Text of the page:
“Mission Mangal”… Vidya Balan is terrific in a cutesy movie that never rises above ‘watchable’

Posted on August 25, 2019


Given the ‘heavy’ subject, you see why there’s so much emphasis on folksy colour, folksier humor. But the folksiness comes at a cost.

Spoilers ahead…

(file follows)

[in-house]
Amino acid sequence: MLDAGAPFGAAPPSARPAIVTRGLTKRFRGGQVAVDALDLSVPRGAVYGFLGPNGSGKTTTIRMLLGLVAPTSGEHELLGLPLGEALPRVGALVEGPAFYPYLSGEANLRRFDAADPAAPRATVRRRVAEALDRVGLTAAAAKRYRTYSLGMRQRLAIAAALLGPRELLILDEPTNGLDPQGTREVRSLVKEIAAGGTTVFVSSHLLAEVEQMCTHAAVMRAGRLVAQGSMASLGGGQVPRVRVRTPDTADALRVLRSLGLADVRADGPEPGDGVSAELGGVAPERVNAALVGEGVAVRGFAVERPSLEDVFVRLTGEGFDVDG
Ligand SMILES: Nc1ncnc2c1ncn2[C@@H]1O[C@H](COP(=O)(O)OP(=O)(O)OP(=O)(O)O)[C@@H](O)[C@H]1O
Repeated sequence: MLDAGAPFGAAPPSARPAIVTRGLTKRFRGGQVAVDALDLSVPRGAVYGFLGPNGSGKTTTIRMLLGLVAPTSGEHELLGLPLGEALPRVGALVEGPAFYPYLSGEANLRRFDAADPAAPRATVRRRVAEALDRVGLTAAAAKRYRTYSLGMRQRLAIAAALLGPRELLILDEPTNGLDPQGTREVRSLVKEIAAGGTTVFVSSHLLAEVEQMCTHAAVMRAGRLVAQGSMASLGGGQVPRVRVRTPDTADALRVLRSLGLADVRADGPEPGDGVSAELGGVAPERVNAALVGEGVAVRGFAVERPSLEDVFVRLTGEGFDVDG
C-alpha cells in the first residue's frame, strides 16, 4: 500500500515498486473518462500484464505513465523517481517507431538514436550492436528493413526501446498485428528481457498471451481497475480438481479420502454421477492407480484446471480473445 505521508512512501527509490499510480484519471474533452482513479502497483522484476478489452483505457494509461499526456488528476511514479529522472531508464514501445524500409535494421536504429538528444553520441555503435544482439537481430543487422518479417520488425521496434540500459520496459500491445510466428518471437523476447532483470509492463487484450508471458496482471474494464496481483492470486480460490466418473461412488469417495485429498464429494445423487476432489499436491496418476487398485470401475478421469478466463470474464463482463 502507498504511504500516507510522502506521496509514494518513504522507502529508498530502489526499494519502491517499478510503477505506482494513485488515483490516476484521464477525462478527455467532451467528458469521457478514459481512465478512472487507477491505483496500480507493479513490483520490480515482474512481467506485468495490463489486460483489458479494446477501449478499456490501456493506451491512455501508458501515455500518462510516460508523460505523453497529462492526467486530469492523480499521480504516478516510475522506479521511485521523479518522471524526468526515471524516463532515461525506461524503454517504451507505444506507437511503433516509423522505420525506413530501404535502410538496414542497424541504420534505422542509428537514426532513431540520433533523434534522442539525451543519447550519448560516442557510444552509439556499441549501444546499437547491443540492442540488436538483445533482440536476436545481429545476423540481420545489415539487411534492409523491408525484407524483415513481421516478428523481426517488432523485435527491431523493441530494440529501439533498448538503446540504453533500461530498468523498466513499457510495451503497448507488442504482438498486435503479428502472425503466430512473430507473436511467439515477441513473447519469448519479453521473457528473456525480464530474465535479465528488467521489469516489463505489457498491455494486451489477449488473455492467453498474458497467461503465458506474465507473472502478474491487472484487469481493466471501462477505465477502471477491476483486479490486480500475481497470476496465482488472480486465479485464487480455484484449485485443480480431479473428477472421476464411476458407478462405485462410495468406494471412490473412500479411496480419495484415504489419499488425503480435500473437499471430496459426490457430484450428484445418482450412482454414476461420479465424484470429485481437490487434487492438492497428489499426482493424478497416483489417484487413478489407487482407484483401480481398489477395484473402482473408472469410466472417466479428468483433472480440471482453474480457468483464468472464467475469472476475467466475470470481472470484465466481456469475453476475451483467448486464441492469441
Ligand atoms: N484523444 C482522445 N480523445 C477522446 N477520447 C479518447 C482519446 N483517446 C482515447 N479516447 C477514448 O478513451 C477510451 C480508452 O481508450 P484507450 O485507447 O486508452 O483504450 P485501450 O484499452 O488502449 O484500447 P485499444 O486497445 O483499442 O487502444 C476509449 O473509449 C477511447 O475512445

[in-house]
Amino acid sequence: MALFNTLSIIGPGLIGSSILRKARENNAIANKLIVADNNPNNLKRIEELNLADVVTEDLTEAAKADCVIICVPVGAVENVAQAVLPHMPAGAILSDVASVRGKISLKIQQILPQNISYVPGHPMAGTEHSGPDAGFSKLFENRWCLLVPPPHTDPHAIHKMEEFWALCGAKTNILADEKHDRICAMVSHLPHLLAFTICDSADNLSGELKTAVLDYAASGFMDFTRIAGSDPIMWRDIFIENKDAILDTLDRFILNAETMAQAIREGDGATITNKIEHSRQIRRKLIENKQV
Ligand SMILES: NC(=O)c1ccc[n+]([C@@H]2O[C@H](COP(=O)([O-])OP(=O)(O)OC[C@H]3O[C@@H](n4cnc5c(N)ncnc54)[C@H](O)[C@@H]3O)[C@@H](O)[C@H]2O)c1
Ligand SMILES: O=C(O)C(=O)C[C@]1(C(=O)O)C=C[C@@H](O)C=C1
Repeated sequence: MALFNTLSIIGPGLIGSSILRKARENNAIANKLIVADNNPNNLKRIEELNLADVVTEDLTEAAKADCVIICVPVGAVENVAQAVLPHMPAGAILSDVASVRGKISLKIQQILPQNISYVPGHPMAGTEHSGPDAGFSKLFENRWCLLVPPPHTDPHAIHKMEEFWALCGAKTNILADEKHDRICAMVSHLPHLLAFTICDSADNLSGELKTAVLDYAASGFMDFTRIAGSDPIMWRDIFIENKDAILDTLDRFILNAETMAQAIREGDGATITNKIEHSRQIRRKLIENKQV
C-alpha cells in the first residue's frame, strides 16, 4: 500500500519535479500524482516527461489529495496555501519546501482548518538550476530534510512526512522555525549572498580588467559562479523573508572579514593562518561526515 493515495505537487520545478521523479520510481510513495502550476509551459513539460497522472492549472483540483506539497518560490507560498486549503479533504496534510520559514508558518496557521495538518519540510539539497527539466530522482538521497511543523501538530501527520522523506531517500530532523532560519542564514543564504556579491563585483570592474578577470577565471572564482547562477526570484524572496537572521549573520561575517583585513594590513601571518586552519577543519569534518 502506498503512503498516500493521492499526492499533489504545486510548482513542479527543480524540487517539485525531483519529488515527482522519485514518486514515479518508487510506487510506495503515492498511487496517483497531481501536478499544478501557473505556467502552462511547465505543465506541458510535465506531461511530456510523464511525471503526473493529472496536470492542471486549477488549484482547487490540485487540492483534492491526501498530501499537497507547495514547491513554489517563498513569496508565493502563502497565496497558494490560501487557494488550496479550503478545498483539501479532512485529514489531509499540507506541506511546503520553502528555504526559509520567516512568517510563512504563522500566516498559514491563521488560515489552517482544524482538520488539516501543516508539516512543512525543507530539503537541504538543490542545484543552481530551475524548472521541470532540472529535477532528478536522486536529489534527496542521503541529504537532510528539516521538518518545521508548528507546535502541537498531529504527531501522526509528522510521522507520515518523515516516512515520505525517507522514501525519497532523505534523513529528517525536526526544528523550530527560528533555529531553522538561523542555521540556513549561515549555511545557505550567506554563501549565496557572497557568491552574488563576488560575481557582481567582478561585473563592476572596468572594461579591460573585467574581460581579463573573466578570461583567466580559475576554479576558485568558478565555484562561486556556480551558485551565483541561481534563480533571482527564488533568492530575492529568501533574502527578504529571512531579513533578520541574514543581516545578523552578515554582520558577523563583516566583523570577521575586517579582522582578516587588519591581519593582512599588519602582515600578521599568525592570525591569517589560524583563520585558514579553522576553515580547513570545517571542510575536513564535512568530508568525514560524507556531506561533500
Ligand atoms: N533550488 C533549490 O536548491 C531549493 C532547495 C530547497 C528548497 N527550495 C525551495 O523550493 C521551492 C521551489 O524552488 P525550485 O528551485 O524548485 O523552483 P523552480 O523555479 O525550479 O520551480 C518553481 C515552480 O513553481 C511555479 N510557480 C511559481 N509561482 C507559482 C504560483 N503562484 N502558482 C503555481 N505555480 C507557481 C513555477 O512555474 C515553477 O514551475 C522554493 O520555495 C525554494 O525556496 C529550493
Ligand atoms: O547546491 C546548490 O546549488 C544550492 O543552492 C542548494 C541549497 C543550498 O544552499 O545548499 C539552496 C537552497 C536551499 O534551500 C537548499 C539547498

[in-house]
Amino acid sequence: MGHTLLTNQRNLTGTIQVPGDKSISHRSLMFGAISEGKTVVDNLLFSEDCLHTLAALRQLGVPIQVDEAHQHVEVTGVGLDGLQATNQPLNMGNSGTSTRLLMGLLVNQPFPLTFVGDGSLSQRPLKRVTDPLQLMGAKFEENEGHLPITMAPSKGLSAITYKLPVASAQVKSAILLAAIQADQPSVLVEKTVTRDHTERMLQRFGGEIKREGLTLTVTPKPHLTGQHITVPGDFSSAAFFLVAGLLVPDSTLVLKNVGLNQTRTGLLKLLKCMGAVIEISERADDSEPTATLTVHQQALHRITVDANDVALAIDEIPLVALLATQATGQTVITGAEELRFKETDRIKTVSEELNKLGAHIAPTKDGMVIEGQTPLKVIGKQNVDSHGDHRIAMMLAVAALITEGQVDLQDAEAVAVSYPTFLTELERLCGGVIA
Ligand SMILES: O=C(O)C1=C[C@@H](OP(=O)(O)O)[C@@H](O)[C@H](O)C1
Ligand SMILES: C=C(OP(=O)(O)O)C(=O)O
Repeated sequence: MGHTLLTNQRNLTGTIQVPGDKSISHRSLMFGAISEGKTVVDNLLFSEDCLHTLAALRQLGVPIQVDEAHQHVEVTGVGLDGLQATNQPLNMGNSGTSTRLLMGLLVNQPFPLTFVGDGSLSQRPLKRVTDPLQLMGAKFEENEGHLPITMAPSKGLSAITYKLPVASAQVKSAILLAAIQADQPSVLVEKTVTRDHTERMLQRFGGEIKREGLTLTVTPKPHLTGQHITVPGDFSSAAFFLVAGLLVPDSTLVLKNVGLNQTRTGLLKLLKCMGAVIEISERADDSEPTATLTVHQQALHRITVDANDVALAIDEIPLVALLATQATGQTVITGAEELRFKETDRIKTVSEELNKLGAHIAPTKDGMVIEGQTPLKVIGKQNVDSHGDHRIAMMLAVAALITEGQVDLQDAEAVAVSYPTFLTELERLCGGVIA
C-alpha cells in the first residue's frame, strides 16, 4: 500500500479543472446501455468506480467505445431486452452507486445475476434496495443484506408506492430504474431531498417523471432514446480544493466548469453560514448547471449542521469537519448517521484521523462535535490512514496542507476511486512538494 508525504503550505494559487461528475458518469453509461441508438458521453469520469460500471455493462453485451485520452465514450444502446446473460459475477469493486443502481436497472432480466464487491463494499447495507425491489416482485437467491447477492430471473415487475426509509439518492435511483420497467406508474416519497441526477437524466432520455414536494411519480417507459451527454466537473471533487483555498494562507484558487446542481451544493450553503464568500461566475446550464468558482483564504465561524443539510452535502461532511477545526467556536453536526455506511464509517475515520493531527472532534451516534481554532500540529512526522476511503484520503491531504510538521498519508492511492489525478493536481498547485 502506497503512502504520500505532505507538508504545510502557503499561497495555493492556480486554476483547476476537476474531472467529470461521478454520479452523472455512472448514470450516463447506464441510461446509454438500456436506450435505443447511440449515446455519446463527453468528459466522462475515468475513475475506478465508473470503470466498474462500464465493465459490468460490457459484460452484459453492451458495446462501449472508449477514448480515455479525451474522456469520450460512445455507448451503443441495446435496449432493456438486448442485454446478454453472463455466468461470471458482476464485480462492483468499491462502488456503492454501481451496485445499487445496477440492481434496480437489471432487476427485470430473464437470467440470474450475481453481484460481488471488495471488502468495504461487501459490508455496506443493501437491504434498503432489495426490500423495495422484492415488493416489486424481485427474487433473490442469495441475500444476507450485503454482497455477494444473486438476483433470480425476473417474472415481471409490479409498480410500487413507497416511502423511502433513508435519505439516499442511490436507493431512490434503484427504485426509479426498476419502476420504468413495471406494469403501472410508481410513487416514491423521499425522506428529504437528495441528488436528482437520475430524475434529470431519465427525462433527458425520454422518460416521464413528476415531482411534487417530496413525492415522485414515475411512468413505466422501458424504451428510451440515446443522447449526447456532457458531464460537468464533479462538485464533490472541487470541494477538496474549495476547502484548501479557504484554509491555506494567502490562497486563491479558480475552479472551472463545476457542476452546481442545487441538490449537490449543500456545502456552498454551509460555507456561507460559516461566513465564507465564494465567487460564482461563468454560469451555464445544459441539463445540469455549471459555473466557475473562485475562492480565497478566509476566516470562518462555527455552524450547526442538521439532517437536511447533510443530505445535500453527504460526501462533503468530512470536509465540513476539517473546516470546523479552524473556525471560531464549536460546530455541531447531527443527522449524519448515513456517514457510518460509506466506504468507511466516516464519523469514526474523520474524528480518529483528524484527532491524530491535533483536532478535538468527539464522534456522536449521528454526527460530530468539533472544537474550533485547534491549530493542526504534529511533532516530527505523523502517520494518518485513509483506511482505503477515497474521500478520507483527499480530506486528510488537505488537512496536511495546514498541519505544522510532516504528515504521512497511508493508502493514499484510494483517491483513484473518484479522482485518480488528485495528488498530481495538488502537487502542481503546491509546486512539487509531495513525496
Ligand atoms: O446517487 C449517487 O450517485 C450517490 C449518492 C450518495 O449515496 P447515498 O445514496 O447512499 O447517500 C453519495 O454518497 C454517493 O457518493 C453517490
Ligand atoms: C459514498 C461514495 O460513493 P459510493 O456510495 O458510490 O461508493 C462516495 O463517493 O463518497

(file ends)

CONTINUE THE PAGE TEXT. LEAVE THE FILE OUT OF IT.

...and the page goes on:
In recent years, Akshay Kumar has won a gold medal in hockey, made the country a safer place to shit in, ensured menstruation hygiene, warned us about the dangers of cell-phone radiation, scared off Brits with a navel-length beard… There isn’t much more he could do on earth, so in his new film, he wisely sets course for Mars. Still, in Mission Mangal, directed by Jagan Shakti, he plays less of an Akshay Kumar character than usual. In other words, he doesn’t jump into a spacecraft stocked with spray-paint cans, aiming to colour the red planet in shades of saffron, white and green. As an ISRO scientist named Rakesh Dhawan (is the first name a tribute to Rakesh Sharma?), he remains earthbound, literally and otherwise. He’s always the doer in his tricolour-themed films — but here, he’s the face of a team of doers. He’s like an IT team lead who hogs the limelight but also knows he’s nothing without the team. I was reminded of Aamir Khan in Rang De Basanti, who was the big star anchoring the film but also part of an ensemble. It’s good to see male stars in this mode. It’s as though they are saying: Once in a while, I can afford to step back. And Akshay has always been a very pleasant screen presence when he isn’t trying too hard.